Well, yeah. Every single one of us started where you are right now. I started out slowly. I build up good habits by slowly replacing the bad ones.
Here are just a few examples:
Bring calories down slowly. Start at say 2000 cals...go to 1800 for 2 days, then 1600 for 2 days, then 1400 for 2 days...etc.
Start drinking more water. 2 a day. Then 4 a day. Then 6 a day...as you are doing this, you replace sodas and starbucks.
Start eating more veggies...the low cal bulk super food!! As you start binging down your calories, you are going to naturally have to replace junk food and crap with something else...so you start eating more veggies.
Exercise. Like I said, Iost my fist 25 via diet alone. But, what you do is (again) start slowly. 10 minutes a day 3 days a week. Then 15 minutes a day 3 days a week. Then 20 minutes a day 3 days a week. Then 20 minutes a day 4 days a week.
I also read the diet and nutrition thread all the time to learn from others what foods to eat to stay full and never feel deprived...know what they are? PFF, baby!! Protein, Fat (the good kind) and Fiber.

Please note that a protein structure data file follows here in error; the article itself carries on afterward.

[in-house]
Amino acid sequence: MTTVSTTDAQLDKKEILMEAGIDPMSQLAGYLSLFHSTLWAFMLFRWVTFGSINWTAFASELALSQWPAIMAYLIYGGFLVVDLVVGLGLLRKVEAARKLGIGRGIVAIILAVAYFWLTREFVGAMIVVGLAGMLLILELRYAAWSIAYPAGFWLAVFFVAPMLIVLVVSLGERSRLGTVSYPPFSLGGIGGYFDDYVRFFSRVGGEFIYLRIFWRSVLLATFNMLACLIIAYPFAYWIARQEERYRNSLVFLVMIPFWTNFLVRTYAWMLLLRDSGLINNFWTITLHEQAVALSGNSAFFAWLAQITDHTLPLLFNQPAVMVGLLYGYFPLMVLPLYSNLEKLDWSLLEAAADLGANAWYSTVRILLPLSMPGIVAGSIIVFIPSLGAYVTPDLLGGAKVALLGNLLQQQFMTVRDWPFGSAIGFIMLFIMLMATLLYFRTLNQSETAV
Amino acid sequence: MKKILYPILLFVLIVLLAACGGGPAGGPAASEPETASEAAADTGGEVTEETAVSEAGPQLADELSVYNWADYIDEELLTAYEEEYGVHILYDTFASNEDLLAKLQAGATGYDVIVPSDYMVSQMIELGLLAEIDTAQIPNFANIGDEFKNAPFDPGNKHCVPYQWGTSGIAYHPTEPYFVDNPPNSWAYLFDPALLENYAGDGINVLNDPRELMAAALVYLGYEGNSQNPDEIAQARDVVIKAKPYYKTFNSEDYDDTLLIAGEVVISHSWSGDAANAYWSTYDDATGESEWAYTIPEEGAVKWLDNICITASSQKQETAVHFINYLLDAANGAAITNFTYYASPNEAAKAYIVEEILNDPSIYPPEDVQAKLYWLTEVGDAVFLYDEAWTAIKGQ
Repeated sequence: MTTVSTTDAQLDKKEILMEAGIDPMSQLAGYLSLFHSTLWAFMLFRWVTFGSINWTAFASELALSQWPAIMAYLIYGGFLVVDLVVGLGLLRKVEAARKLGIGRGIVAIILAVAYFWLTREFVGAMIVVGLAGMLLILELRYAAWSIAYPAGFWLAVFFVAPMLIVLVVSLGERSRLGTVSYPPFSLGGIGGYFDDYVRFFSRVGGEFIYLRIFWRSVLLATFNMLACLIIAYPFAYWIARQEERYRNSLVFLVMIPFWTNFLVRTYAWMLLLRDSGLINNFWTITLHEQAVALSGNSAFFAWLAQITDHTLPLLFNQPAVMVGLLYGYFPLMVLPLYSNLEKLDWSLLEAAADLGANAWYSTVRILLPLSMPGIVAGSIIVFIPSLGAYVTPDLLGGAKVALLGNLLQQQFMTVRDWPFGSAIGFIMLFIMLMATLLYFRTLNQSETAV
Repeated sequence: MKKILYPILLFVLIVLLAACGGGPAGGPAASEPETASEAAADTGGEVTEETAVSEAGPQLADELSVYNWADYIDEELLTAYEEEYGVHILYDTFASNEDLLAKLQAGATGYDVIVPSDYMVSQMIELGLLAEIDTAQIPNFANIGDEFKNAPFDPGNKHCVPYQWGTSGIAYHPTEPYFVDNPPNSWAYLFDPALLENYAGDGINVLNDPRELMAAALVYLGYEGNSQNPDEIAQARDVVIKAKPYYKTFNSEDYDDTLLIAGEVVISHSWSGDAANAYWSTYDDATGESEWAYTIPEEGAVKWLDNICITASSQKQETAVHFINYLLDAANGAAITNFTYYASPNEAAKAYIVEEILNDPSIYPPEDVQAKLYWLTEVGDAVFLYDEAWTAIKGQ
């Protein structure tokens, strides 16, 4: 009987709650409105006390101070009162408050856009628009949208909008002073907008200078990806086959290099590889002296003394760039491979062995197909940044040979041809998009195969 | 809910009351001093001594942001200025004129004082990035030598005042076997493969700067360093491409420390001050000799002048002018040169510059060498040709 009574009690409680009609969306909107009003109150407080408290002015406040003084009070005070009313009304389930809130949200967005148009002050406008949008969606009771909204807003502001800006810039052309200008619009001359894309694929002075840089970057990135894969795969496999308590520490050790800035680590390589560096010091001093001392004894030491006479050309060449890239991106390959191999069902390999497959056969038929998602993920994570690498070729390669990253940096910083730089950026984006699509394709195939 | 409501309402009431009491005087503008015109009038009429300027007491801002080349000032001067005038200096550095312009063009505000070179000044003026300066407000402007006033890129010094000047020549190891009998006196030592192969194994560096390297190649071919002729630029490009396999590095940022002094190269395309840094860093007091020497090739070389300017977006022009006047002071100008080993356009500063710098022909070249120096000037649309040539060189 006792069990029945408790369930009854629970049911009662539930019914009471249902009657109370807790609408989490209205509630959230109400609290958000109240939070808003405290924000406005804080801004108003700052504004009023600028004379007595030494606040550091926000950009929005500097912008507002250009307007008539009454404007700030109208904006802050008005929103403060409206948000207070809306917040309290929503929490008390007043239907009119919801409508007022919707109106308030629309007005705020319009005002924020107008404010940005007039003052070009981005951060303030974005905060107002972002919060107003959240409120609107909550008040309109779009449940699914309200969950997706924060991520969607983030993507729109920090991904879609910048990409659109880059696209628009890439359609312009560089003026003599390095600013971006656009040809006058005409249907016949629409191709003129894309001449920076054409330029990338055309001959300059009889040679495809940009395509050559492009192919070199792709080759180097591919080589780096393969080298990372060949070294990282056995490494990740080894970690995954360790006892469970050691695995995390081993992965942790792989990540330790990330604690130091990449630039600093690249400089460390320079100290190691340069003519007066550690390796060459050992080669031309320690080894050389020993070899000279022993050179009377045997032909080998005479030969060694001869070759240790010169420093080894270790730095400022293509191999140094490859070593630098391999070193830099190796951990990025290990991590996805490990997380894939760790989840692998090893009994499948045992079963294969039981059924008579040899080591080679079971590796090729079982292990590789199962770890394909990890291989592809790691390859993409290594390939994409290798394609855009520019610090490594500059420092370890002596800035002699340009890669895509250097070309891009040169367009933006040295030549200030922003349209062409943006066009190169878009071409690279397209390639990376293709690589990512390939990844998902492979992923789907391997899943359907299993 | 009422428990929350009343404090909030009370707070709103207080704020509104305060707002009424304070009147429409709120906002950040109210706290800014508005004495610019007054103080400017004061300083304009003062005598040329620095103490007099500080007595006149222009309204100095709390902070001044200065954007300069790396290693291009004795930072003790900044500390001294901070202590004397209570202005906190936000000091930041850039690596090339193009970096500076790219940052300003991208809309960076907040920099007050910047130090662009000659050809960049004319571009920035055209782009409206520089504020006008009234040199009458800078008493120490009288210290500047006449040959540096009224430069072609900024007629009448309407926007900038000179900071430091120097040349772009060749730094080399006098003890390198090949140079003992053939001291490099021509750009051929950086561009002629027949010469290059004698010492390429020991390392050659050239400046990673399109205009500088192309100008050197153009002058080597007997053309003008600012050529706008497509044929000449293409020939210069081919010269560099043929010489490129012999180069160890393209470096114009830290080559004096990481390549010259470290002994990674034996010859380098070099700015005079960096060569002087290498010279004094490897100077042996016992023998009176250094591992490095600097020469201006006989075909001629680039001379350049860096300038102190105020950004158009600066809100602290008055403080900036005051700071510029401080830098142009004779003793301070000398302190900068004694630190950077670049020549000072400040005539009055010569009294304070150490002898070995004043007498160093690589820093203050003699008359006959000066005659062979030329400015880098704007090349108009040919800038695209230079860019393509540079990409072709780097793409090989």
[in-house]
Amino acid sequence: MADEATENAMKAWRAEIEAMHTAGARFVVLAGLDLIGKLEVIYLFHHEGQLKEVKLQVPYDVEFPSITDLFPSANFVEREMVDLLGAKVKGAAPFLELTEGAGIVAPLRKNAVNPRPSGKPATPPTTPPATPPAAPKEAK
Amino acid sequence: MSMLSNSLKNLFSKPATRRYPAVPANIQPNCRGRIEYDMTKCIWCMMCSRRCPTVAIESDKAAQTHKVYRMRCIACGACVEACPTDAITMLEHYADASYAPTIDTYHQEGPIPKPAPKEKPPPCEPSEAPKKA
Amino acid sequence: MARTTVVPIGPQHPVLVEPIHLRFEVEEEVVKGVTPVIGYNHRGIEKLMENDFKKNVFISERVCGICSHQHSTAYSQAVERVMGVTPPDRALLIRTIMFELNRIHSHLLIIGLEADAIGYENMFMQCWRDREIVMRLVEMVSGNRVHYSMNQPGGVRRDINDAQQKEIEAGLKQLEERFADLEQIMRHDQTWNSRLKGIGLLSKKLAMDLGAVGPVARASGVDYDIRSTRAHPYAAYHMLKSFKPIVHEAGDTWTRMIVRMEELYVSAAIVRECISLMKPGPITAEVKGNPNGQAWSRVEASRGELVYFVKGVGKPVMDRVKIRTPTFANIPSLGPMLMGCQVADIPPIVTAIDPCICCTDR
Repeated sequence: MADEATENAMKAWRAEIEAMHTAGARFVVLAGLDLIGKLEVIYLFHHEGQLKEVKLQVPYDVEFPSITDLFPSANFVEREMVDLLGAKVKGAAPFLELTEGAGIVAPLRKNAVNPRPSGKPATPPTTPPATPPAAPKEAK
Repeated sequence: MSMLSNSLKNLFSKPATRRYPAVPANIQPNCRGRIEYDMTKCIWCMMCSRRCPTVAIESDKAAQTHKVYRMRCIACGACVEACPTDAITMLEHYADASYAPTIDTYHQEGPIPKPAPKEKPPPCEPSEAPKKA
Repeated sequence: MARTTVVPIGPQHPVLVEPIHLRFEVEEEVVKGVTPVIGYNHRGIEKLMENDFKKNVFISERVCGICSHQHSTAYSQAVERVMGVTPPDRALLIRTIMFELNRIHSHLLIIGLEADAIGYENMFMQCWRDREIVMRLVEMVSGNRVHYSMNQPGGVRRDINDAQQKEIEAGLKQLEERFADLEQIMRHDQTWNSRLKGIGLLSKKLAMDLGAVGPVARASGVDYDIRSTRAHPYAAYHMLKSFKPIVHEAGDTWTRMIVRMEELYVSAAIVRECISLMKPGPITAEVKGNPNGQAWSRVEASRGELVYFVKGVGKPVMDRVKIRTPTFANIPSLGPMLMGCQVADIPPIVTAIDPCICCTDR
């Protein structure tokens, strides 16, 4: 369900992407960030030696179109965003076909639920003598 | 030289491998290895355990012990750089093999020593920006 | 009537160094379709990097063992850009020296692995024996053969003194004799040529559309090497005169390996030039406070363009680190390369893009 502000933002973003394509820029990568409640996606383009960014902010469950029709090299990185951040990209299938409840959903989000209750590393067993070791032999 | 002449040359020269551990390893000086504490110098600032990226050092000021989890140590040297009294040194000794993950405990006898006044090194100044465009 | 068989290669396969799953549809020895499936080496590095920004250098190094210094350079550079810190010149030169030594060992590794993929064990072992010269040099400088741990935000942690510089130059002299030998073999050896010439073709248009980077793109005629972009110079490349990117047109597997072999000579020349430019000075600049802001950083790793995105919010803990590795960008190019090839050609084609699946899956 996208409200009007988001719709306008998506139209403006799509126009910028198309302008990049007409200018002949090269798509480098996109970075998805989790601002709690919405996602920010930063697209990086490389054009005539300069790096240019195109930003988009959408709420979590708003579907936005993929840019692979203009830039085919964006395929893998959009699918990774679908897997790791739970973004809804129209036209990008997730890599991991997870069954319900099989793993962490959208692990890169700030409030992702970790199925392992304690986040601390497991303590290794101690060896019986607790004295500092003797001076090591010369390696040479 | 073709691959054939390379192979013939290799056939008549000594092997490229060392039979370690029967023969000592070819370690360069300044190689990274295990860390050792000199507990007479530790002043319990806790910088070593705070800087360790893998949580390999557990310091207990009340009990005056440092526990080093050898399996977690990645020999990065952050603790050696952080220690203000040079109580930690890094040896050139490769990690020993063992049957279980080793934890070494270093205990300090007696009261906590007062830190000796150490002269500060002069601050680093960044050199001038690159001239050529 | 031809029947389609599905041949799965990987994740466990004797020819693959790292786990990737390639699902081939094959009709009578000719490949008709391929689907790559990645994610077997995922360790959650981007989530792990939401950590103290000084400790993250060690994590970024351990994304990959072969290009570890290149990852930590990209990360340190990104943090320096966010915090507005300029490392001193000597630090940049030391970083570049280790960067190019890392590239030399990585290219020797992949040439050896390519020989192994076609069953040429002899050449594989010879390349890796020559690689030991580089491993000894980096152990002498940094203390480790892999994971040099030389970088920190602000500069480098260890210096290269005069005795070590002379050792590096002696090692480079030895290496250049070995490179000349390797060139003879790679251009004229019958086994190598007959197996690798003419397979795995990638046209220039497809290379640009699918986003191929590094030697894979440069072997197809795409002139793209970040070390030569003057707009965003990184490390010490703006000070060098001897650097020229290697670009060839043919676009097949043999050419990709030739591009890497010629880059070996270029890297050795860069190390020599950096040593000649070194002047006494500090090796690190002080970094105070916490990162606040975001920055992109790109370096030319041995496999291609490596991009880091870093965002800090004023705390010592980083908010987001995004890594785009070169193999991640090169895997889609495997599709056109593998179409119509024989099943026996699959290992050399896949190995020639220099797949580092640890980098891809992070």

Most importantly, if I ever had a bad day, the next day I dusted my butt off and tried again the next day (I do one day at a time) and never gave up...because I really, really wanted this.
lol...edited to add...way too many typo's to care about ;)
Edited by: EELPIE at: 4/9/2014 (13:01)
4/9/14 12:39 P
Fitness Minutes: (57,011)
4,787 4/9/14 12:25 P
I agree with all the previous posters. It is mistake to think of the weight loss process as "things you have to do that you don't want to do ... in order to reach a goal." It's a mistake to think of it as a temporary process. It is a mistake to think that you will ever be "done."
What works in the long run (and also in the short run) is to think of living a healthy lifestyle TODAY. Do you want to live a healthy lifestyle or not? Do you want to be healthier TODAY? If the answer is "yes," then do a few healthy things today. Eat some healthy food, drink some healthy water, get some healthy exercise, reduce some of the unhealthy behaviors today. Then tomorrow, make the decision to live a healthy lifestyle again tomorrow.
You will never be "done" with the need to make that daily choice. And you probably never be perfect. But deciding to treat yourself well -- being kind to yourself and good to your body -- will pay off in the long run. You will soon see some positive changes and gradually, over time, establish new healthier habits.
Good luck to you.
4/9/14 12:02 P
Thanks for the great advice. It helps so much to have support.
Fitness Minutes: (301,393)
4/9/14 10:51 A
Hi, RAEJEANS !
"My problem is that I want to lose this weight but I don't want to do the work"